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Is Our Translation of 'Allah' Inconsistent, Insensitive and Inaccurate?

Is Our Translation of 'Allah' Inconsistent, Insensitive and Inaccurate?

On March 12, theSun carried an article by *Tan Sri Prof. Dzulkifli Abdul Razak entitled "Inconsistent, insensitive translation of 'Allah' ".

The thrust of Prof. Dzulkifli argument is that the methodology employed in translating the word 'Allah' appears questionable. His argument is premised on how the words 'Allah' and 'Tuhan' are seemingly used in an inconsistent fashion and how other Arabic words are not retained in the translation of our Scriptures, thus giving the impression that our translation methodology is riddled with confusion.

The use of the word 'Allah' in our translation has demonstrated itself to be the most appropriate form and word for God in both Bahasa Malaysia and Bahasa Indonesia based on sound linguistic usage and historical usage.

Hence his finding that "the inconsistencies, inaccuracies and insensitivities in the use and misuse of the word 'Allah' have become even clearer". With due respect to Prof. Dzulkifli, we find his analysis flawed on several counts.

Firstly, Prof. Dzulkifli was wrong in assuming that the Bahasa Indonesian version of the Alkitab as authorised by Konperensi Waligerja Indonesia was translated from the English New King James Version.

A check with the Indonesian Bible Society confirms that the New King James Version was never the base text on which the Indonesian Alkitab Terjemahan Baru was translated from.

The fact is that the Terjemahan Baru was translated directly from the original language of the Bible - Hebrew (Biblia Hebraica Kittel edition) and Greek (Nestle Aland edition) - and this is clearly stated in the inside cover of the Indonesian Alkitab. Since the writer has based his analysis on this wrong assumption, his finding and conclusion are highly suspect.

Secondly, in translating the Indonesian Alkitab, the Indonesian Bible Society has always followed linguistic-based translation theory and practice which has been well documented in academic circles and applied by Bible translators all round the world. The main principle has always been the accuracy and faithfulness to the meaning and function of the text in the original languages as well as allowing for a natural reading in the modern Indonesian language. Hence, the philosophy and methodology in the translation of our Scriptures have never been arbitrary or in confusion as alluded by the writer, but are consistent and logical.

Thirdly, the Arabic word 'Allah' is cognate to the Hebrew word for God - el, elohim, eloah and the Aramaic alaha. As such, the word 'Allah' has always been the rendering for the Hebrew el, elohim, eloah, the Aramaic alaha and the Greek word for God theos.

From before the dawn of Islam, Arab Christians have been using 'Allah' to render the Hebrew el, elohim, the Aramaic alaha and the Greek theos and this is reflected in the earliest translation of the Arabic Bible (8th century AD) to the modern Arabic Bible. As with the case of the Arabic Bible, the word 'Allah' has also been in constant use from the earliest Malay/Indonesian translation by A.C Ruyl (1629), M. Leijdecker (1733), H.C Klinkert (1879), W.A Bode (19228) to the present Alkitab Terjemahan Baru.

Likewise, the word 'Tuhan' which is the translation for the Hebrew words YHWH/adonai and the Greek word kurios (both rendered as Lord in English). In all these instances, there has never been any confusion or complexity arising from the use of the word 'Allah' to render as God and the word 'Tuhan' to render as Lord, both in terms of translation and meaning. One therefore wonders where and how the confusion arises in this present day context when it has never been the case.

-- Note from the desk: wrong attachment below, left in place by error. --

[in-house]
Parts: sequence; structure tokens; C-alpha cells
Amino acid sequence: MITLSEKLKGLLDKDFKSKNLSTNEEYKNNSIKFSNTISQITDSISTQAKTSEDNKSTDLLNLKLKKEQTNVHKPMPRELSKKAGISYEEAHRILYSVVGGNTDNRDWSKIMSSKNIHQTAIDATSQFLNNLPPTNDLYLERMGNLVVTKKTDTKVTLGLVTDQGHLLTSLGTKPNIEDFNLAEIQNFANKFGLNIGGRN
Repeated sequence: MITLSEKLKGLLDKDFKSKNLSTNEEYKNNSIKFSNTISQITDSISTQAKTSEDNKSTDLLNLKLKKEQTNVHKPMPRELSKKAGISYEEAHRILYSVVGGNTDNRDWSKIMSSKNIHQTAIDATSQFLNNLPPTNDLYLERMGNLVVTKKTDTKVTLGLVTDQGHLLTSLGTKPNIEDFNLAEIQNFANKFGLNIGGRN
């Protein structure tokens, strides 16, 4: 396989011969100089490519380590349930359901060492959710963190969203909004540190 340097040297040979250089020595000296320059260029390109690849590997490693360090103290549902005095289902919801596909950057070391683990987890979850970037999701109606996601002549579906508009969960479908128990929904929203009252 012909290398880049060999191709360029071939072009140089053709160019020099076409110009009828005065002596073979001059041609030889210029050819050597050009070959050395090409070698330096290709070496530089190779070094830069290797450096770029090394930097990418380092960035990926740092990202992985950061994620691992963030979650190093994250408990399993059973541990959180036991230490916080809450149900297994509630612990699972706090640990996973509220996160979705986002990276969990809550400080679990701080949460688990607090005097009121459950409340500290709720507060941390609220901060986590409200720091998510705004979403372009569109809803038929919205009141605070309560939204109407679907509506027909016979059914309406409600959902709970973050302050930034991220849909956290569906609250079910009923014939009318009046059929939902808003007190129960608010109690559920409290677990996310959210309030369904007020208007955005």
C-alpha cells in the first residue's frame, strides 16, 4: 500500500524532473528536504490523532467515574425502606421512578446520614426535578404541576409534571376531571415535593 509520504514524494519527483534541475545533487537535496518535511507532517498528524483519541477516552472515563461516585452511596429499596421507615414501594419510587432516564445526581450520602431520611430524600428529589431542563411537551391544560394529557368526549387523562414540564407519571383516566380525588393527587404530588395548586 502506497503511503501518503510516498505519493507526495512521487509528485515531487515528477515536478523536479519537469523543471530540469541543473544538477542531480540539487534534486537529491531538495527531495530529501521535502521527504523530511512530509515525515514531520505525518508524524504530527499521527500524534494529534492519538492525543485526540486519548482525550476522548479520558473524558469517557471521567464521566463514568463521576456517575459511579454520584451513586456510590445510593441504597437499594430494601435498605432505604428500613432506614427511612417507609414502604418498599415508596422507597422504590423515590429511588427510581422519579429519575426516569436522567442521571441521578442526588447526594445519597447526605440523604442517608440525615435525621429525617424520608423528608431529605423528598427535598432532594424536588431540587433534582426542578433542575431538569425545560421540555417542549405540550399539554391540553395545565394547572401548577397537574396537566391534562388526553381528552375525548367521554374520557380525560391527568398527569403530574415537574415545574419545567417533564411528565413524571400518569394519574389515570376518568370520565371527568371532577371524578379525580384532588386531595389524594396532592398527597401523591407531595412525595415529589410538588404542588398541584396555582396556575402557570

Fourthly, how Christians translate the names of biblical characters, geographical location and places has no bearing on and does not alter the fact that the word 'Allah' has constantly and consistently been translated for God throughout its historical usage. It has demonstrated itself to be the most appropriate form and word for God in both Bahasa Malaysia and Bahasa Indonesia based on sound linguistic and historical usage.

It is unlike the translation of biblical characters and geographical places, which are based on the historical and present names (that are familiar to the present users) in the modern Indonesian language.

Having said this, we fail again to see the inconsistencies and inaccuracies as alleged by Prof. Dzulkifli.

In view of the above, we can only conclude that the conclusion arrived at by Prof. Dzulkifli that our use or misuse of the word 'Allah' is "inconsistent, inaccurate and insensitive has become even clearer" is manifestly untenable for the lack of proper basis and sound reasoning. His concern in this respect is also premature and unfounded.

For the Church, and particularly the Bumiputera community, we can affirm that the word 'Allah' is indeed the proper usage for the word 'God' and that our Scriptures in Bahasa Malaysia/Indonesia is the assured Word of God "breathed out by God and profitable for teaching, for reproof, for correction, and for training in righteousness, that the man of God may be competent, equipped for every good work" (2 Tim. 3:16-17).

(Read also Kairos Research Director Dr Ng Kam Weng's response at

*Tan Sri Professor Dzulkifli Abdul Razak is Vice-Chancellor of USM.

The data and sources in the article are provided by Dr Daud Soesilo, Asia-Pacific Translation Consultant, United Bible Society.


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